After 100 days in Sanford's COVID unit, young Cass County man goes home

A man from Page, N.D., spent 100 days in Sanford's Health's COVID-19 unit. For weeks, he was on a ventilator. Now, he's home after an emotional exit from the hospital.

We are part of The Trust Project.

FARGO — After spending 100 days in Sanford Health's COVID-19 Unit, on Thursday, Aug. 12, Brady Munro was up early. He was packed and ready to finally go home.

"I was up at 4 a.m.; I couldn't fall asleep," Munro said. "I was so anxious to get out of here at this point."

It was a day he only dreamed about a month ago. He knew he had COVID-19 in early April.

"I remember going to the emergency room after five days at home trying to ride it out," Munro said.

A trip to the emergency room turned into a 100-day stay on the COVID-19 floor. He spent three months on a ventilator.


"I remember at that point it was hazy," Munro recalled. "When I went down, I went down fast."

A lot of the experience is a blur, as the days of battling COVID-19 turned into weeks and months.

"There were several times when we did not think he was coming home," said Brady Munro's mom, Patty Munro. "Some ICU nurses who had him told us they weren't sure he would leave the COVID floor."

Doctors, nurses and respiratory therapists like Logan Bailey became like family. They were his biggest cheerleaders and challengers because they knew how hard he fought to get to this day.

"I am in my late 20s, and to see a guy who is 23 fight for his life and pretty much be at the end means of life support, you wanted to do everything you could do to help," Bailey said. "There aren't words to describe seeing him today. It is not only why you work as a respiratory therapist, but humans are humans. You just want to help people."

"My lungs were so weak when I got here, I couldn't even get through my name and date of birth in one breath. I had to take a breath halfway through," Munro said. "Then, one day, I was able to get through it in one breath and I thought, 'Holy Cow, my lungs are getting better.'"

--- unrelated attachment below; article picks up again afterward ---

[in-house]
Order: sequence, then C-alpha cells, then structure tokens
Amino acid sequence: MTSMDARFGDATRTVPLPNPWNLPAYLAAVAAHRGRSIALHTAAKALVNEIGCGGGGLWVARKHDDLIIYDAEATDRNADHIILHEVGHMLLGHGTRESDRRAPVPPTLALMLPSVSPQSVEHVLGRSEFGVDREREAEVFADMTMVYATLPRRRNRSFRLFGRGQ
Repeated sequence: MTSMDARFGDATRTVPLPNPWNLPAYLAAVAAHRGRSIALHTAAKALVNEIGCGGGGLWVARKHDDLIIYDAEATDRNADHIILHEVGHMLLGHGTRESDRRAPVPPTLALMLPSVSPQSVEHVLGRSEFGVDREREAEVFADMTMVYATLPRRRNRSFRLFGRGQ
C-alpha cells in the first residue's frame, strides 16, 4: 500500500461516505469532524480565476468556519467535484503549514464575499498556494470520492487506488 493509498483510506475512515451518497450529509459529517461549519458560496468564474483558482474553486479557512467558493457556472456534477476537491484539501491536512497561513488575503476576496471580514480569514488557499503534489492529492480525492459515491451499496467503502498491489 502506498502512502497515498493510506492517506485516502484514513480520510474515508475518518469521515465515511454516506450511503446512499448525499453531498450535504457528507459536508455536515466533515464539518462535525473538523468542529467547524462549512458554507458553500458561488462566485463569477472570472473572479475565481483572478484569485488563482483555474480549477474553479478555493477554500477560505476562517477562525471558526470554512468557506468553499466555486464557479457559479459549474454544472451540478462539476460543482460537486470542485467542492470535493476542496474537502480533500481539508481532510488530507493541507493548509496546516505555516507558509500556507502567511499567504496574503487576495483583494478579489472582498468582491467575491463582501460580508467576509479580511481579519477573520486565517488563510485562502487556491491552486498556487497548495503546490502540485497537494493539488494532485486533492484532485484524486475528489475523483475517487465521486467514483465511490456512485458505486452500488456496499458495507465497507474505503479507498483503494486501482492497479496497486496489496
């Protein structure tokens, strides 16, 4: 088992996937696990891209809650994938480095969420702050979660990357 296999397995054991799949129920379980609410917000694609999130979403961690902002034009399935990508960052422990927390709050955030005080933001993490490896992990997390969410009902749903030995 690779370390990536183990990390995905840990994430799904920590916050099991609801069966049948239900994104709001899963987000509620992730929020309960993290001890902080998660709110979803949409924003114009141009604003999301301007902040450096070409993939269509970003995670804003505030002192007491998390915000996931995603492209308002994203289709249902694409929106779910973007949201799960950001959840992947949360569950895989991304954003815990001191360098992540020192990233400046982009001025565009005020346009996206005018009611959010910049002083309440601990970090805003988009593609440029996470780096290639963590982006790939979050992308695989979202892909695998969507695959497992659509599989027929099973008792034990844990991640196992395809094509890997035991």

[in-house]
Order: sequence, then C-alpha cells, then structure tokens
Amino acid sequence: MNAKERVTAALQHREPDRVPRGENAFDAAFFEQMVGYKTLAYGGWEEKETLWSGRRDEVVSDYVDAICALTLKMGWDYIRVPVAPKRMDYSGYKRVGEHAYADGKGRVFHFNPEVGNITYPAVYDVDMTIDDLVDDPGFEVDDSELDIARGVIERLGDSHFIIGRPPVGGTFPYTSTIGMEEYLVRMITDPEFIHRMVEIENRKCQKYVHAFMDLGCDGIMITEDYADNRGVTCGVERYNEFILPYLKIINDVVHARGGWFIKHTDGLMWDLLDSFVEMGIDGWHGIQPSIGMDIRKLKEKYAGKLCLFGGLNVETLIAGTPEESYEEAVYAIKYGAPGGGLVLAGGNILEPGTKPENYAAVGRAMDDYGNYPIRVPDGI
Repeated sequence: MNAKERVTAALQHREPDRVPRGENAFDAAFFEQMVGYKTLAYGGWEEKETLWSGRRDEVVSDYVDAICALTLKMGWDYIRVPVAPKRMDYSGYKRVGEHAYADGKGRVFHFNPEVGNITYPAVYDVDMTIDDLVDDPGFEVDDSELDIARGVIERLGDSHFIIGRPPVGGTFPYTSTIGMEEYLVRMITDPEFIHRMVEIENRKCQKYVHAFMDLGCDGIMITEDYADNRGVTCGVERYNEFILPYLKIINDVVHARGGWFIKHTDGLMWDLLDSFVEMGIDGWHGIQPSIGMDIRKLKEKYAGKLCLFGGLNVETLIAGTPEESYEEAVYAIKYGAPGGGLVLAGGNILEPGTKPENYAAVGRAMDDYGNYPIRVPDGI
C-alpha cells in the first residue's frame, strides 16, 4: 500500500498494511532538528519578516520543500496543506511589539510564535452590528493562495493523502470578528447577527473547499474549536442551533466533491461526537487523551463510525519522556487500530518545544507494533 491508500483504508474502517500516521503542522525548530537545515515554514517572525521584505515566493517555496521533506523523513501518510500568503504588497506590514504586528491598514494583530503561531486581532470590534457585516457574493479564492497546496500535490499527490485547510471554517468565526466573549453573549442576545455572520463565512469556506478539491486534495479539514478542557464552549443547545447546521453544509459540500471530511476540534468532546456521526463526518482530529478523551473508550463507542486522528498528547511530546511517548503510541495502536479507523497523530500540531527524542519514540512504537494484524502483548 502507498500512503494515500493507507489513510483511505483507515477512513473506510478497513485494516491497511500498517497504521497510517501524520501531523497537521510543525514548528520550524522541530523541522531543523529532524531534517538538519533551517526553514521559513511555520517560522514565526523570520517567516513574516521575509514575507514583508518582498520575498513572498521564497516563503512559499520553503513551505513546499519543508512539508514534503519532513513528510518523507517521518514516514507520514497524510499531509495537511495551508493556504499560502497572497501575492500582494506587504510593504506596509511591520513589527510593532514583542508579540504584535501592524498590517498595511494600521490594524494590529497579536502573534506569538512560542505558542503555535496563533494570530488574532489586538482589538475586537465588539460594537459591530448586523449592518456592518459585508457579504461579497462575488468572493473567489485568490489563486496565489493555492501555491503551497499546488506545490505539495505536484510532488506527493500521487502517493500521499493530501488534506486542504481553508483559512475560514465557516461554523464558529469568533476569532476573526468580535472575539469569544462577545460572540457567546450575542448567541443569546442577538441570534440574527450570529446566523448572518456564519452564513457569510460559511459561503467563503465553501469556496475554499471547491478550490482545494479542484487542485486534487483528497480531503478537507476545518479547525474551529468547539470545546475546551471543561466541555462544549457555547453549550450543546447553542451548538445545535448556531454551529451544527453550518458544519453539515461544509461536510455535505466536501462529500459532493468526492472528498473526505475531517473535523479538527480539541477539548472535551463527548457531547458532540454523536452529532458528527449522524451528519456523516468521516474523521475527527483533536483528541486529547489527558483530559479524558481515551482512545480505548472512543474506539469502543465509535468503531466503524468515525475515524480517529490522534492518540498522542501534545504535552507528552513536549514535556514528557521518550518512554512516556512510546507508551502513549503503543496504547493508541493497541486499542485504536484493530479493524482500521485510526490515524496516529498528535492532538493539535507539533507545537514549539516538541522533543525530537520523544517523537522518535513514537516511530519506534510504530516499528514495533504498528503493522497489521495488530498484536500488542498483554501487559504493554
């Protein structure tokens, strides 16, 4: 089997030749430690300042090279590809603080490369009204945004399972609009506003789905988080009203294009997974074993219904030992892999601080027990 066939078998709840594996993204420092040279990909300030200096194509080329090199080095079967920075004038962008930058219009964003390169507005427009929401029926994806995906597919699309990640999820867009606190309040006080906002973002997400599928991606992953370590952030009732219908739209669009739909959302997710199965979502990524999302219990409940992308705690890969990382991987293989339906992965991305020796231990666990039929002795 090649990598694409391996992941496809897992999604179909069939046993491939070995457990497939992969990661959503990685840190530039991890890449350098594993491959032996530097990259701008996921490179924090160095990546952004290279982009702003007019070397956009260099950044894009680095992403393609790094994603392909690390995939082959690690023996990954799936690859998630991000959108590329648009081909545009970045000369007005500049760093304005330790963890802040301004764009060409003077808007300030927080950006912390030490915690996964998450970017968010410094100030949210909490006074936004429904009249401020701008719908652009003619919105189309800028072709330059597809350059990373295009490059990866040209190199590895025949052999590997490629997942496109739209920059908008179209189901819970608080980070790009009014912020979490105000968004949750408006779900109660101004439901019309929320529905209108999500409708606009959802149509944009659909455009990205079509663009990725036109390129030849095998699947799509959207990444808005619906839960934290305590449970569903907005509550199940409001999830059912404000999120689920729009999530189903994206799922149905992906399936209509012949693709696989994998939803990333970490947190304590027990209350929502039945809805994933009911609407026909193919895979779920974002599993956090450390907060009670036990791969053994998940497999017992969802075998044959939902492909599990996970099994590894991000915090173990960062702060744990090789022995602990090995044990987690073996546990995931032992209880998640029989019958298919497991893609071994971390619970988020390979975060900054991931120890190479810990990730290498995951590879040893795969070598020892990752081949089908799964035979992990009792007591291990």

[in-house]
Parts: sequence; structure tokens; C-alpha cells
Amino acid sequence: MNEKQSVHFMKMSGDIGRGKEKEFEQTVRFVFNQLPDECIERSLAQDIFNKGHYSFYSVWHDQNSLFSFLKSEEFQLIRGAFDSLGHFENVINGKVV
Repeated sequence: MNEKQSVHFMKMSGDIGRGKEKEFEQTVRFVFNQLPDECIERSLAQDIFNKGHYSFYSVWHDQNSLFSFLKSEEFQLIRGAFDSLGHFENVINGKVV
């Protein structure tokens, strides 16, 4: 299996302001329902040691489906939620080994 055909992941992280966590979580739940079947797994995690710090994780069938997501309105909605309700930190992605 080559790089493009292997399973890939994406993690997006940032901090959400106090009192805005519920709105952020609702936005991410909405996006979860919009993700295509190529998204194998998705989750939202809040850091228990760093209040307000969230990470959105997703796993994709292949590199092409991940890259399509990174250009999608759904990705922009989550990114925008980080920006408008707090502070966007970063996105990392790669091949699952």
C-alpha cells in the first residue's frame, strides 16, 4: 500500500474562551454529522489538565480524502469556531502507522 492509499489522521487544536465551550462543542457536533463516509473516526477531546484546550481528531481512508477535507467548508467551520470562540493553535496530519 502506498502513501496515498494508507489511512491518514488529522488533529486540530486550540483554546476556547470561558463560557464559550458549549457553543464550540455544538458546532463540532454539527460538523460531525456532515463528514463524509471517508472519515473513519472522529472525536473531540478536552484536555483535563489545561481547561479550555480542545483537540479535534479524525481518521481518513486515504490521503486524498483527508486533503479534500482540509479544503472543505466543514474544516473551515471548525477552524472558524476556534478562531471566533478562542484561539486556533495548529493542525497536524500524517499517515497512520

Brady Munro said he got his strength back by "just doing PT and OT, just working them."

For family and medical staff to see that determination and fight, it was a sure thing that his hospital discharge would come with cheers and fanfare. After 128 days of COVID-19 and rehab, Brady Munro left the hospital to the sound of applause.


Doctors and nurses lined the hallways, giving a moving and powerful goodbye. Students from Northern Cass joined friends and family who had not seen Brady in months.

This was not just a goodbye with gusto, this was celebrating Brady Munro's survival.

Brady is engaged and will be married next fall. After seeing all the people who helped save him, he said, his invite list just got a lot longer.

A fund has been set up to pay for Munro's medical expenses. Cash or check gifts payable to "Brady Munro Medical Fund" can be sent to:

Dakota Heritage Bank

P.O. Box 268

Hunter, N.D. 58408


Kevin Wallevand has been a Reporter at WDAY-TV since 1983. He is a native of Vining, Minnesota in Otter Tail County. His series and documentary work have brought him to Africa, Vietnam, Haiti, Kosovo, South America, Mongolia, Juarez,Mexico and the Middle East. He is an multiple Emmy and national Edward R. Murrow award recipient.

Contact Email:
Phone Number: (701) 241-5317
What to read next